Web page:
The paucity of R-U152 in Turks (0.6%) make tales of wandering Galatians less likely to be true. There is no doubt that Galatians settled in Anatolia, but they were probably so few in numbers that they did not permanently alter the population. Knowledgeable readers should chime in about the Lebanese Christian R1b which was posited as a signature of the Crusades a couple of years ago, and its position in the phylogeny.

    UPDATE V (Aug 26):

    The most commong R1b subgroup in Europe is R-M269 and the most common subgroup is R-L23 which encompasses the vast majority of European R-M269 chromosomes. It is interesting to see where R-M269(xL23) is concentrated. In Europe I see cases in Germany, Switzerland, Slovenia, Poland, Hungary, Russia, the Ukraine. It is most prominent, however, in the Balkans, where every population except Croatia mainland (N=108) possesses it. In the Caucasus it does not exist except in the northeast. In Turkey and Iran there is some, albeit it is not clear in which regions.

    UPDATE VI (Aug 27):

    The authors write with respect to haplogroup R-V88:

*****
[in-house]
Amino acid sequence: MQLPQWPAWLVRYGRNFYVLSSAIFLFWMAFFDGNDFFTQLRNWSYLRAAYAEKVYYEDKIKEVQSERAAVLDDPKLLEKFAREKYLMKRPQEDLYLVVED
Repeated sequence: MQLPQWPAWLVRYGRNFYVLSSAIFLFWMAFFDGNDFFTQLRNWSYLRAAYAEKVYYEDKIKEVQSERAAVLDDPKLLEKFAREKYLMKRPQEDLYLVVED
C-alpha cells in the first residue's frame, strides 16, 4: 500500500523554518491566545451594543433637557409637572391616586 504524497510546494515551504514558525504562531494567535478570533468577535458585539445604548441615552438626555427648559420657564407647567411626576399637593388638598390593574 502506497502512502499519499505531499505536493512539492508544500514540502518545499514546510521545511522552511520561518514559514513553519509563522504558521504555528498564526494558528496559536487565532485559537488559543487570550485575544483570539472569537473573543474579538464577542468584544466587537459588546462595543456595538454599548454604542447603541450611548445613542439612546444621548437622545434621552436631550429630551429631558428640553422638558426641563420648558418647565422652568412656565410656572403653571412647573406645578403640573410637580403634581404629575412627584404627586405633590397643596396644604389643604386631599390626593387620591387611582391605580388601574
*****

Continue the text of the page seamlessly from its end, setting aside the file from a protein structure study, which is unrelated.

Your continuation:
With the exception of rareincidences of R1b-V88 in Corsica, Sardinia13 and Southern France(Supplementary Table S4), there is nearly mutually exclusive patterning of V88 across trans-Saharan Africa vs the prominence of P297-related varieties widespread across the Caucasus, Circum-Uralic regions, Anatolia and Europe. The detection of V88 in Iran, Palestine and especially the Dead Sea, Jordan (Supplementary Table S4) provides an insight into the back to Africa migration route.

    Haplogroup R-V88 has been the subject of a recent study and was associated with the migration of Chadic speakers in Africa. It is difficult to say whether or not the authors' results really provide any insight into an alleged movement of this haplogroup from Asia to Africa, as it occurs in only a single Palestinian, and a single Iranian. Neither is the higher frequency (13.7%) observed in the Amman and Dead Sea area of Jordan really evidence of its antiquity there.